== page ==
I have a circuit driving a speaker that's super noisy. I have used this same circuit+speaker before in a different building with a different power supply and had no problems with it.
Now when I plug it in, there is a continuous hum. Either the mains power or my 9v power supply is introducing noise.
Do you have any simple suggestions on how to fix this? Can I just add a capacitor between Vcc and GND of the power supply?
I don't think its a circuit problem so the typical noise-reduction tutorials that discuss decoupling capacitor placement etc. don't apply directly to my problem, I think.
Any suggestions on how to go about this would be welcome
I think you might be confusing the term "noise" as used to denote electrical spikes (like from a motor) with 60 Hz hum, which , being 60 hz , can only be removed with a 60 Hz Notch filter
If you combine a HP filter with a fcLP < fcHP, what you wind up with is a Notch filter because fcHP - fcLP = the Notch filter "width" .
Typically a 3rd order filter is needed to eliminate that hum. There are filters sold just for that, called (strangely enough) "60 Hz Hum Filter".
Or 50Hz in most territories.
Properly regulated supplies shouldn't have noticable hum unless this is a microphone amplifier (you
haven't really said what you circuit is). There are variousl sources of EMI that might be involved too
such as digital electronics.
So is this 9V supply a properly regulated supply? Measure with a multimeter under DC and AC - DC
should read 9.0V and AC should read zero basically...
A capacitor across the 9V supply might help (try 1000uF or more) but the best solution is a better power supply. Regulated power supplies tend to be quieter because the regulator filters-out fluctuations including AC hum. But, a cheap switching-regulator supply my generate it's own higher-frequency noise.
Is there a volume control? If turning-down the volume turns-down the noise, it's probably not coming from the power supply.
In high impedance and/or unshielded circuits (or with unshielded cables),power line hum can be picked-up through the air. And, it can be caused by a ground loop. Or, it could be coming from whatever is plugged-into the amp.
I think you might be confusing the term "noise"...
Hum is also noise. Anything "unwanted" is noise.
NOTE: OP has yet to post a schematic of "the circuit".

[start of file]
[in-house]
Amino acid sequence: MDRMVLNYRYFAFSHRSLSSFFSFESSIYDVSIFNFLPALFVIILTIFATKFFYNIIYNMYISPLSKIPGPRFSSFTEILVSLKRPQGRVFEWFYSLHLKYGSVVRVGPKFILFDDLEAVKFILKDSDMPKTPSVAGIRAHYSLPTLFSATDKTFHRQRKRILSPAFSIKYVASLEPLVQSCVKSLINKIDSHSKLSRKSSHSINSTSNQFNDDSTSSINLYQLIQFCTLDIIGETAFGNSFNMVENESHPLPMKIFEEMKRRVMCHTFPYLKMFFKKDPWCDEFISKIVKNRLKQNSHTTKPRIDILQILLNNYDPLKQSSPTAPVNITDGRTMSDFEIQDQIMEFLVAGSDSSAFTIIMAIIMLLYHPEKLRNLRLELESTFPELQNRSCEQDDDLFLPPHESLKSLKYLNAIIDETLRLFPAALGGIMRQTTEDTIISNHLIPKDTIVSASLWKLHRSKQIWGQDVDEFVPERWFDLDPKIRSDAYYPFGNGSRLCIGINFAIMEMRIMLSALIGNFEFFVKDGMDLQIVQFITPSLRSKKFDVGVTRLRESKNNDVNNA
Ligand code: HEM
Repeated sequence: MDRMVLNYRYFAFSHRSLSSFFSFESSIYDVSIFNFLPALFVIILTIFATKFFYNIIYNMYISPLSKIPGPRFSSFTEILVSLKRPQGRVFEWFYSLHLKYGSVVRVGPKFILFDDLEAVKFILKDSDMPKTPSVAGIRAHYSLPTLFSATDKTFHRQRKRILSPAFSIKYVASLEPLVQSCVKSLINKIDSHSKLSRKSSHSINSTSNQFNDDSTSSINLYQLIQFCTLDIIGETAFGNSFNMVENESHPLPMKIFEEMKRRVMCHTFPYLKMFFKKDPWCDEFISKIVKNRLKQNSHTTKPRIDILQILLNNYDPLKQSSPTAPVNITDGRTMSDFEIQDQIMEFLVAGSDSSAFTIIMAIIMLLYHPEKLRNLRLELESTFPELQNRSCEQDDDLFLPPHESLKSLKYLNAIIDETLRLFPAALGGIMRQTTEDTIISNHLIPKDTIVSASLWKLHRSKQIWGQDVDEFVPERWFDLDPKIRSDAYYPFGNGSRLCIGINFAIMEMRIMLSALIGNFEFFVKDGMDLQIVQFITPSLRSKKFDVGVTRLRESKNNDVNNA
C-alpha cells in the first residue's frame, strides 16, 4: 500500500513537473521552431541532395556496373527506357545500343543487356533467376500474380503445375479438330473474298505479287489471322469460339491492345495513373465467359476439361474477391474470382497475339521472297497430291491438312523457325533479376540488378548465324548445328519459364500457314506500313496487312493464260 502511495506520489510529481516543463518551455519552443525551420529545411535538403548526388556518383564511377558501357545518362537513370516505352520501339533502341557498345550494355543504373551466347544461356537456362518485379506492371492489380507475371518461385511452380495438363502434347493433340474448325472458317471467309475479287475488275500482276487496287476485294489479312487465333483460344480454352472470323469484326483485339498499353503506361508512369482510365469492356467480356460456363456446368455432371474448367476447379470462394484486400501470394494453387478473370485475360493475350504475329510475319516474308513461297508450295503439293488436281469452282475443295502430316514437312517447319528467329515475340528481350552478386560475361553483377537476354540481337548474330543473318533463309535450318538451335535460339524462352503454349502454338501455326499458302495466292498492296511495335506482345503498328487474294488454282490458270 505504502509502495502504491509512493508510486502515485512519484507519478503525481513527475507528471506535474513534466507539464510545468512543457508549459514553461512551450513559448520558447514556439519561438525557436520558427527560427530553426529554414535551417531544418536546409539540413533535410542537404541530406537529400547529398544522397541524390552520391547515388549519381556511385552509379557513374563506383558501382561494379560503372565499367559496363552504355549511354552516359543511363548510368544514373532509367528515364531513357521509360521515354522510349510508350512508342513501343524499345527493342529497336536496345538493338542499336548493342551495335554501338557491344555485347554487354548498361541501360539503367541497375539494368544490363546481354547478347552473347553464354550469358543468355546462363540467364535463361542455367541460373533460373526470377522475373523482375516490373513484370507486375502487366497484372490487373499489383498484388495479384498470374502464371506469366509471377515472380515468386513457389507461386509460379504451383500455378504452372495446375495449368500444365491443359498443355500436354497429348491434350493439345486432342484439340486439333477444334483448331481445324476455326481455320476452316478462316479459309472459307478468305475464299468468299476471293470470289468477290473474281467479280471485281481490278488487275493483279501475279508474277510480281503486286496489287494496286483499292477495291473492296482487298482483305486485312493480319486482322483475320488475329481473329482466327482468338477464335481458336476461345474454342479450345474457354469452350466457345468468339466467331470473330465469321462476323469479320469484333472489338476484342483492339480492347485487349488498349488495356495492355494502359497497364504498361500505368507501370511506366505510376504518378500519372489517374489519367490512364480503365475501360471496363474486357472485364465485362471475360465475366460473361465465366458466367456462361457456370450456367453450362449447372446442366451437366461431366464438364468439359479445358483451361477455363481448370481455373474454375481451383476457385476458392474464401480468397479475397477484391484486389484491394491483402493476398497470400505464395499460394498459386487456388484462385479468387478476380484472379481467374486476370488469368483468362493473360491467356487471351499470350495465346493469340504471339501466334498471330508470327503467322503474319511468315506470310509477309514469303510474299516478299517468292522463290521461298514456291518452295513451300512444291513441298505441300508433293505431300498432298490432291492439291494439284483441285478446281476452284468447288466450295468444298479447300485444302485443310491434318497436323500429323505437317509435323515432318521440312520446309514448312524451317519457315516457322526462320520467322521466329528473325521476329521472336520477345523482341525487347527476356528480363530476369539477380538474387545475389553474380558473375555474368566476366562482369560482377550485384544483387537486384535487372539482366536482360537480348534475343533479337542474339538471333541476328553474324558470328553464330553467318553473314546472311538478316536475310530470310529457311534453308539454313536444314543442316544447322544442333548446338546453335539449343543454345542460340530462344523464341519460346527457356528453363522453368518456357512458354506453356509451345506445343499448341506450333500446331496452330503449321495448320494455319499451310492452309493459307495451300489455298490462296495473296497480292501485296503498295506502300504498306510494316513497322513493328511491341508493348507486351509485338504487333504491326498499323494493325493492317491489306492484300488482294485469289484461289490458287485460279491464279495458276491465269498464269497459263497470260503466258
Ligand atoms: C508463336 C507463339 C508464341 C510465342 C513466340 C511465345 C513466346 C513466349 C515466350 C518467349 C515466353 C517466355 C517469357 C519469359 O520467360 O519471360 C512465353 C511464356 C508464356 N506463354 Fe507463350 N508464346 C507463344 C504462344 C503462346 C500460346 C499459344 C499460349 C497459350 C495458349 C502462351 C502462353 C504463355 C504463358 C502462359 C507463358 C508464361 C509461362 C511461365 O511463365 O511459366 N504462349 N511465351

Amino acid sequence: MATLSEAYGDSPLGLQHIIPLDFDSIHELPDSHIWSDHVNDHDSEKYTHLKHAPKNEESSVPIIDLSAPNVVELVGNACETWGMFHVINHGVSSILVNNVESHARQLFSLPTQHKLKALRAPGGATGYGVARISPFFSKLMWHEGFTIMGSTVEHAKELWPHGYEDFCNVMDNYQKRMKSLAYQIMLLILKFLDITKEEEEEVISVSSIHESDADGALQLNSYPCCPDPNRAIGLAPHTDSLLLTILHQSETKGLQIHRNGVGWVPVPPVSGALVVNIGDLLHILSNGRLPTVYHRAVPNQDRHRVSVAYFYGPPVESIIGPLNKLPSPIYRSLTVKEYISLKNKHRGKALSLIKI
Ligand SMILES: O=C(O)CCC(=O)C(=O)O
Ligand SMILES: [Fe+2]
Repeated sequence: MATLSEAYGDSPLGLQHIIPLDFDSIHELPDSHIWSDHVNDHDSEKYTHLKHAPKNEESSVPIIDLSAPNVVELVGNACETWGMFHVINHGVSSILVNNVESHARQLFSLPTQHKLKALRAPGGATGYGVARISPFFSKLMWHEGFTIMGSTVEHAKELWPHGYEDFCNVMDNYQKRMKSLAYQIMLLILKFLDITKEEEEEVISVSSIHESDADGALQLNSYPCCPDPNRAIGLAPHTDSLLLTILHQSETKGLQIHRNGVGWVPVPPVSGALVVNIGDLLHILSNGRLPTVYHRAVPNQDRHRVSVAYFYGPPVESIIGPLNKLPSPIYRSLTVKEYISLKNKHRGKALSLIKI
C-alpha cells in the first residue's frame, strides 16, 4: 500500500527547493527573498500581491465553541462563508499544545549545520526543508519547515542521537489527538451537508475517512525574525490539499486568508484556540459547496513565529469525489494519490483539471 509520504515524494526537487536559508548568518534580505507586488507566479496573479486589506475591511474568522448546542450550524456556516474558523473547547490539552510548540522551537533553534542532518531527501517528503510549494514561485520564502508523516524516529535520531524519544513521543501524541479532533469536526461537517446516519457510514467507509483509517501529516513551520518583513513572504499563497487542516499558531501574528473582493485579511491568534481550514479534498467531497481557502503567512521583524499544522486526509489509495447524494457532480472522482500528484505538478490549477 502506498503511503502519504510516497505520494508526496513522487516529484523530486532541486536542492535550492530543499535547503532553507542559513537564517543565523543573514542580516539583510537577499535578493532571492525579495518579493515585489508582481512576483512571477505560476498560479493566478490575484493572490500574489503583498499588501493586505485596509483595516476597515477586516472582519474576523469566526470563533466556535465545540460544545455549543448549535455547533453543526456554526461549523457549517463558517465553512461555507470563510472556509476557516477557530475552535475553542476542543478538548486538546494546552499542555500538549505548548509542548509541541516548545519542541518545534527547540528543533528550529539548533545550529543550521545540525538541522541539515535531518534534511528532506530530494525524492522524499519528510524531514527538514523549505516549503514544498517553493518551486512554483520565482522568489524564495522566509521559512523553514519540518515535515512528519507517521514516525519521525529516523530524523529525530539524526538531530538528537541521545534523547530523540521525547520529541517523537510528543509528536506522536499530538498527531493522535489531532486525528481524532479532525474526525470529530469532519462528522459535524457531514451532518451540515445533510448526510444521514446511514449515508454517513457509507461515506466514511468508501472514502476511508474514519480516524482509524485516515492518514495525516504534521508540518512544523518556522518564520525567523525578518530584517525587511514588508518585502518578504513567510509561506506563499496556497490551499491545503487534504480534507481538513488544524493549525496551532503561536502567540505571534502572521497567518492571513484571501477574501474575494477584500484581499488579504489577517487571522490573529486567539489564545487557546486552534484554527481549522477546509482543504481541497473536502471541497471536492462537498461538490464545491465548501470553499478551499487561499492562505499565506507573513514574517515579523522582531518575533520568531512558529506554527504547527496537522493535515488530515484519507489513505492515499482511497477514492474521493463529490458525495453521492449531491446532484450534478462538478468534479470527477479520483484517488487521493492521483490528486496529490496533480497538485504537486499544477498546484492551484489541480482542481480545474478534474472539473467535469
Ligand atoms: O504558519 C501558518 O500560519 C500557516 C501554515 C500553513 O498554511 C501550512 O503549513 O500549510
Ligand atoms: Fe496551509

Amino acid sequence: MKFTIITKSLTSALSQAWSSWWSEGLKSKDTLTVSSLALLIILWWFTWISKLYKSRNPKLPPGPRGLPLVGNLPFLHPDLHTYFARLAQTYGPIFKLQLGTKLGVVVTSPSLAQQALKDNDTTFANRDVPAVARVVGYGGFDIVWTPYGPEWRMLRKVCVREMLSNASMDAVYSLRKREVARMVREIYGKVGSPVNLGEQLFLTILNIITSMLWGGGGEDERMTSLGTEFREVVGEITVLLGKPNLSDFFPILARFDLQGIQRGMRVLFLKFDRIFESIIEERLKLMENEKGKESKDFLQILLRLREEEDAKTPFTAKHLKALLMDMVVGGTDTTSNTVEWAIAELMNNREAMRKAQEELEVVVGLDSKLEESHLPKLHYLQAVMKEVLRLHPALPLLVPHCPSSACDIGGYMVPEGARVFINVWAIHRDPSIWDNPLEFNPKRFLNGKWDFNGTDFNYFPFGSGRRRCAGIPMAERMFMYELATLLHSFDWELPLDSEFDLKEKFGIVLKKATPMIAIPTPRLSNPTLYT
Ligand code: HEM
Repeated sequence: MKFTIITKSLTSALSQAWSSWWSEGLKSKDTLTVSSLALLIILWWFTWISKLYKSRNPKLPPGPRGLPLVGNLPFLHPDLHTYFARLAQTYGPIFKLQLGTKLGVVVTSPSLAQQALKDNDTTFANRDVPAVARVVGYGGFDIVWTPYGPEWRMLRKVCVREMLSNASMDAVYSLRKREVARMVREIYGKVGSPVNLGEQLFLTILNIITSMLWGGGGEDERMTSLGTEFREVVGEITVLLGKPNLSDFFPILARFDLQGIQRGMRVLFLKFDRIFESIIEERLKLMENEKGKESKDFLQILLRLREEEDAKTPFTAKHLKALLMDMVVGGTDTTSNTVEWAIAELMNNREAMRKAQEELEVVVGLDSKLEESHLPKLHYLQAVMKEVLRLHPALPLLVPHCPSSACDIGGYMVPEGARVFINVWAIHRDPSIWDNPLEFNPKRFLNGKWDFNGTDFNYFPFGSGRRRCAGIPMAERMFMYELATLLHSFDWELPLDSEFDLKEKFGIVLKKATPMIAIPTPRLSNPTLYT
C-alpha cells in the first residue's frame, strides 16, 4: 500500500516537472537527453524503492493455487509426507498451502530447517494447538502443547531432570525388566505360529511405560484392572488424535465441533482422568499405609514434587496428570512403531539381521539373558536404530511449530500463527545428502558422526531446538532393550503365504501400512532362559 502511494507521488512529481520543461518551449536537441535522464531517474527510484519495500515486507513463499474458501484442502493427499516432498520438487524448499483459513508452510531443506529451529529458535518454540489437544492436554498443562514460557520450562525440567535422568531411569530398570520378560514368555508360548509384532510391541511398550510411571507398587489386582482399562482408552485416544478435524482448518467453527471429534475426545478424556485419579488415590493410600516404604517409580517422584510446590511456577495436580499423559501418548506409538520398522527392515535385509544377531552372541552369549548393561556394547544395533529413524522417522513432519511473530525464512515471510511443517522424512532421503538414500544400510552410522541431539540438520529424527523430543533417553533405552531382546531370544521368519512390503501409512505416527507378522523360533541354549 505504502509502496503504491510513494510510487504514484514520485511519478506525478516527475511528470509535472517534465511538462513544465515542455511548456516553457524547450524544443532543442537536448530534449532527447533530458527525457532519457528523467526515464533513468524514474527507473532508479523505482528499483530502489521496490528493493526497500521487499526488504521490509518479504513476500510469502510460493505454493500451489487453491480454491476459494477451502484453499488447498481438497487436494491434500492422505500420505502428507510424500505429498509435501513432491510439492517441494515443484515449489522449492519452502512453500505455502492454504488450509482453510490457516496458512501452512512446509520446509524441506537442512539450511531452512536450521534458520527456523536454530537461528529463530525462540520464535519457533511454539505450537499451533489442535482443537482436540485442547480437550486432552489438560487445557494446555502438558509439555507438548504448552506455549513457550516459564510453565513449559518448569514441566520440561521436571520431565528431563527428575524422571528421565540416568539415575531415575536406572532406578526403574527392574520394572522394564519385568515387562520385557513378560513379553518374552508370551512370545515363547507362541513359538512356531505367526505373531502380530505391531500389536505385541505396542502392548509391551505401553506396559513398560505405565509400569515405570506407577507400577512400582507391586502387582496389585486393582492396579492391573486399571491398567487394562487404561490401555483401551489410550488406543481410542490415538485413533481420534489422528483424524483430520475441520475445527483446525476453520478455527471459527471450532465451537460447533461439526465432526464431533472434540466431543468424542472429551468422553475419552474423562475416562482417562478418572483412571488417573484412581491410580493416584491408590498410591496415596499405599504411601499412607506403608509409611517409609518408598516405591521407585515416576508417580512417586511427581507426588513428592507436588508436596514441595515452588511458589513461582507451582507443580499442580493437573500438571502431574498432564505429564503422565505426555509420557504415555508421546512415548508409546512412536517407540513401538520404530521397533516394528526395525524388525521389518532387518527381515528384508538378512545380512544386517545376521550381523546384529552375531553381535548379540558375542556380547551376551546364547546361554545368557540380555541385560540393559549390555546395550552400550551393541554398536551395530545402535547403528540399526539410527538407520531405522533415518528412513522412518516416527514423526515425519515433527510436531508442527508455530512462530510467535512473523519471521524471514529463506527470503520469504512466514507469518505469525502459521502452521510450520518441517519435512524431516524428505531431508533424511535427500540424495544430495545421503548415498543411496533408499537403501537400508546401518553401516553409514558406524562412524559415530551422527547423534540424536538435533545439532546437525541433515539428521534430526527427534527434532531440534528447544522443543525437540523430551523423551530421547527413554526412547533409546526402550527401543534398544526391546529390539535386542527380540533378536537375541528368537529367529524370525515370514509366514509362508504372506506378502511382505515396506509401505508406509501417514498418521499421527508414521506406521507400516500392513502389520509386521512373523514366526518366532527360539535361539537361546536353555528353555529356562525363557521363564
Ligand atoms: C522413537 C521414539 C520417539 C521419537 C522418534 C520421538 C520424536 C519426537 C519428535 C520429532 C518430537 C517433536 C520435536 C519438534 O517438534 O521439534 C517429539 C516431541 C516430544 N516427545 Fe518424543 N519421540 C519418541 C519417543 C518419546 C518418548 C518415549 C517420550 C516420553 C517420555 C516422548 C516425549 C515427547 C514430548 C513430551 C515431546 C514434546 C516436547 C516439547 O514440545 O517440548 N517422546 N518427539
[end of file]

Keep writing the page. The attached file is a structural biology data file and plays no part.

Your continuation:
I don't have an exact schematic. Part of it is a microphone amp scavenged out of a cheap set of speakers, so I don't know exactly whats going on. I'm using that to drive a custom self-made solenoid type device. The problem is reproducible though when connecting a speaker instead.
Yeah, turning down the volume does not remove the hum, that's why I suspect its coming from the power supply. As the power supply works better in a different building, I suspect something funky is going on with my mains power.
I'll start out with just throwing in the capacitor and if that doesn't work, I'll give a low-pass filter a shot (I don't think I need to implement the high pass part of the notch filter, as I won't be switching stuff or doing anything else the might require fast response times). Based on my region it could be a 50hz hum. (It sounds as if it were a broader spectrum and slightly higher though (80 to 120hz?). I don't have anything to measure it though, so who knows.)
Thanks for the suggestions - I've never done anything like this before, so I was just curious how more experienced people would approach it.
Installing a ferrite core may help. Perhaps installing one on the DC side would work best (wrap both DC power wires through it a few turns or more).
Not that it applies here but just for the sake of discussion,
If it was made in the USA and had a 60 Hum filter built in and you took it to the UK where they use 50 Hz then you would expect the filter not to work right ?
Interesting thought. I did initially use this setup in Canada, so this might very well be (also) the case. Definitively something to keep in mind!
Yes, good point. Something worse would be the internal magnetics overheating and producing distorted signals (especially if designed for 60Hz but connected to 50Hz mains). The other way around isn't so bad, just lower power output but no overheating and distortion.
I asked the question because my understanding of 60 Hz Hum filters is that they are designed to be narrow Notch filters , passing everything above and below the center frequency but blocking the center frequency. A 3rd or 4th order op amp active filter could probably be very accurate but the higher cost of precision components (like 1% or better resistors and 5% or better caps would make the design cost prohibitive unless it was a high end product. I have made op amp active filters (10-band audio equalizer) using LM307H high performance op amps and an certified audio engineer friend of mine tested it and declared it studio quality.